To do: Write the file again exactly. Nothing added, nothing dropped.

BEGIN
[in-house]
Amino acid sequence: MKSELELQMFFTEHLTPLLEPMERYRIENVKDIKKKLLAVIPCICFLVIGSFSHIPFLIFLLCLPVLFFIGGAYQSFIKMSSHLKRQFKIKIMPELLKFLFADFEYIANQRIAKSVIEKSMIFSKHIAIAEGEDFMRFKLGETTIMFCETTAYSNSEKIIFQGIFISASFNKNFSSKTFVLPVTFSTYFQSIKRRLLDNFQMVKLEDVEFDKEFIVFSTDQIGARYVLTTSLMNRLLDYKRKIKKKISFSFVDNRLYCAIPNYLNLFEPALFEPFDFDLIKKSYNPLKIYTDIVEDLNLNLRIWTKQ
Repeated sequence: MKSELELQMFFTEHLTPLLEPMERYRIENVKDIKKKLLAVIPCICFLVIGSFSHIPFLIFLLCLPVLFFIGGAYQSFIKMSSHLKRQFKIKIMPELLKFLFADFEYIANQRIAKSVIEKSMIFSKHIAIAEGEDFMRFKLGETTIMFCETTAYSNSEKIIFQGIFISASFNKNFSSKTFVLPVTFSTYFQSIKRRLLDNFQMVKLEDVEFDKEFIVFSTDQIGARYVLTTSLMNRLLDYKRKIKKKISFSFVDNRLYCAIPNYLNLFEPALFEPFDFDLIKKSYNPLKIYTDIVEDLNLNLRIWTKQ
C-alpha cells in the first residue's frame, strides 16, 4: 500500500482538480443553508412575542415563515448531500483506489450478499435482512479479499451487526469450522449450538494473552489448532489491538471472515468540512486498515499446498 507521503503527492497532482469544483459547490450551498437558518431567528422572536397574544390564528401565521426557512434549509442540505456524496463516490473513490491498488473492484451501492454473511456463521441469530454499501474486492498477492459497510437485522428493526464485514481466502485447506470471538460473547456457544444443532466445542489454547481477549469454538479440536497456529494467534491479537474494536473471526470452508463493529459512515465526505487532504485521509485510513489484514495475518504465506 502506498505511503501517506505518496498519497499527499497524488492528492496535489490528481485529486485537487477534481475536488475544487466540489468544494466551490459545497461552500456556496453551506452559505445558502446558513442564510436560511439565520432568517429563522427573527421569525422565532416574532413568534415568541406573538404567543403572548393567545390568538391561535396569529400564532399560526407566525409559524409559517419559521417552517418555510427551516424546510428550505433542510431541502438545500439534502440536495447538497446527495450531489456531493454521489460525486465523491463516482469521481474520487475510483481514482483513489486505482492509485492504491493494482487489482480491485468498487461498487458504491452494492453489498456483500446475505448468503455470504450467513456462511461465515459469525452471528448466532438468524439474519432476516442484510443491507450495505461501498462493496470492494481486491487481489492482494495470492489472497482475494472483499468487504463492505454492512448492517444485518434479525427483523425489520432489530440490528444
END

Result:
[in-house]
Amino acid sequence: MKSELELQMFFTEHLTPLLEPMERYRIENVKDIKKKLLAVIPCICFLVIGSFSHIPFLIFLLCLPVLFFIGGAYQSFIKMSSHLKRQFKIKIMPELLKFLFADFEYIANQRIAKSVIEKSMIFSKHIAIAEGEDFMRFKLGETTIMFCETTAYSNSEKIIFQGIFISASFNKNFSSKTFVLPVTFSTYFQSIKRRLLDNFQMVKLEDVEFDKEFIVFSTDQIGARYVLTTSLMNRLLDYKRKIKKKISFSFVDNRLYCAIPNYLNLFEPALFEPFDFDLIKKSYNPLKIYTDIVEDLNLNLRIWTKQ
Repeated sequence: MKSELELQMFFTEHLTPLLEPMERYRIENVKDIKKKLLAVIPCICFLVIGSFSHIPFLIFLLCLPVLFFIGGAYQSFIKMSSHLKRQFKIKIMPELLKFLFADFEYIANQRIAKSVIEKSMIFSKHIAIAEGEDFMRFKLGETTIMFCETTAYSNSEKIIFQGIFISASFNKNFSSKTFVLPVTFSTYFQSIKRRLLDNFQMVKLEDVEFDKEFIVFSTDQIGARYVLTTSLMNRLLDYKRKIKKKISFSFVDNRLYCAIPNYLNLFEPALFEPFDFDLIKKSYNPLKIYTDIVEDLNLNLRIWTKQ
C-alpha cells in the first residue's frame, strides 16, 4: 500500500482538480443553508412575542415563515448531500483506489450478499435482512479479499451487526469450522449450538494473552489448532489491538471472515468540512486498515499446498 507521503503527492497532482469544483459547490450551498437558518431567528422572536397574544390564528401565521426557512434549509442540505456524496463516490473513490491498488473492484451501492454473511456463521441469530454499501474486492498477492459497510437485522428493526464485514481466502485447506470471538460473547456457544444443532466445542489454547481477549469454538479440536497456529494467534491479537474494536473471526470452508463493529459512515465526505487532504485521509485510513489484514495475518504465506 502506498505511503501517506505518496498519497499527499497524488492528492496535489490528481485529486485537487477534481475536488475544487466540489468544494466551490459545497461552500456556496453551506452559505445558502446558513442564510436560511439565520432568517429563522427573527421569525422565532416574532413568534415568541406573538404567543403572548393567545390568538391561535396569529400564532399560526407566525409559524409559517419559521417552517418555510427551516424546510428550505433542510431541502438545500439534502440536495447538497446527495450531489456531493454521489460525486465523491463516482469521481474520487475510483481514482483513489486505482492509485492504491493494482487489482480491485468498487461498487458504491452494492453489498456483500446475505448468503455470504450467513456462511461465515459469525452471528448466532438468524439474519432476516442484510443491507450495505461501498462493496470492494481486491487481489492482494495470492489472497482475494472483499468487504463492505454492512448492517444485518434479525427483523425489520432489530440490528444